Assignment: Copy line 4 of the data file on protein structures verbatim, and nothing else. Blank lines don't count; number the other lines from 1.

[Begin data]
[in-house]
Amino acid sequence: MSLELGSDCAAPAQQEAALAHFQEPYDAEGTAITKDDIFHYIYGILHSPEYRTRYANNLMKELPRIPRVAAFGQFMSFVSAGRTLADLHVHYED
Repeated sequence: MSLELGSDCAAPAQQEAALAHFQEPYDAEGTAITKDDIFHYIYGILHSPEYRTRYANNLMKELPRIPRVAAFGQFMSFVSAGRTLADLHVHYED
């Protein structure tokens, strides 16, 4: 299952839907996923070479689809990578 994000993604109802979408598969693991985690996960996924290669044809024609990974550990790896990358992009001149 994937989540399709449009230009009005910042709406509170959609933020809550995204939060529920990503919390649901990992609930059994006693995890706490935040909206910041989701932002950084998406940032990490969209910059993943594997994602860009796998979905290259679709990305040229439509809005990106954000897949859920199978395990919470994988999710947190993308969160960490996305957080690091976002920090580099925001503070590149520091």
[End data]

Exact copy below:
């Protein structure tokens, strides 16, 4: 299952839907996923070479689809990578 994000993604109802979408598969693991985690996960996924290669044809024609990974550990790896990358992009001149 994937989540399709449009230009009005910042709406509170959609933020809550995204939060529920990503919390649901990992609930059994006693995890706490935040909206910041989701932002950084998406940032990490969209910059993943594997994602860009796998979905290259679709990305040229439509809005990106954000897949859920199978395990919470994988999710947190993308969160960490996305957080690091976002920090580099925001503070590149520091």